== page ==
Finally, high dividend payers in emerging markets generally trade at a significant discount to most global equity benchmarks. In fact, these stocks are currently trading at less than 10x earnings, a 50% discount to developed markets and cheaper than broader emerging market equity indices.
In short, emerging market high dividend funds offer an attractive balance between income and risk management at a nice valuation. Investors can access this opportunity through the iShares Emerging Markets Dividend Index Fund (DVYE).
Market Realist – Emerging market dividend payers are offering value, given their high volatility.
The graph above compares the PE ratios (price-to-earnings ratios) of the MSCI Emerging Markets Index (EEM), the S&P 500 index (SPY)(IVV), and the MSCI EAFE index (EFA) with the MSCI Emerging Markets Dividend Index. The PE ratio indicates how expensive a stock’s price is compared to the stock’s earnings. The PE ratio of the four indices is 12.3x, 17.2x, 16.5x, and 7.9x, respectively.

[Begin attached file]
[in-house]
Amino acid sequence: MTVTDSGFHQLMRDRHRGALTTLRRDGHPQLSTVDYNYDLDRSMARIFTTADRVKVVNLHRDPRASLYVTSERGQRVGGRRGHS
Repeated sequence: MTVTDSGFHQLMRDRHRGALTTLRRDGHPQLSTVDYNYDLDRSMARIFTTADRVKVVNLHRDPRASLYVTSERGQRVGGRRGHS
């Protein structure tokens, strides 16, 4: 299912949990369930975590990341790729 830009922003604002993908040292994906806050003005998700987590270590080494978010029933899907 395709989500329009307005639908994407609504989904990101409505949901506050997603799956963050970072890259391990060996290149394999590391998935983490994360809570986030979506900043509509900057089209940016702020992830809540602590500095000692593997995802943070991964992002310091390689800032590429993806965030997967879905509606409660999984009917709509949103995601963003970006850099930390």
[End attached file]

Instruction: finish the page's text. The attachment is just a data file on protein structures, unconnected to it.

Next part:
As you can see, the MSCI Emerging Markets Dividend Index is much cheaper compared to all other indexes, including the MSCI Emerging Markets Index. Given that market volatility (VXX) could stay elevated for some time now, and that high-dividend funds tend to be less volatile than emerging markets, these valuations appear to be a bargain.
However, keep in mind that the MSCI Emerging Markets Dividend Index has been trading at a discount to other funds for the last two years.
Read Market Realist’s series Nowhere To Hide? Consider “Semi-Safe” Havens for other strategies on how to protect your portfolio during risk-off periods.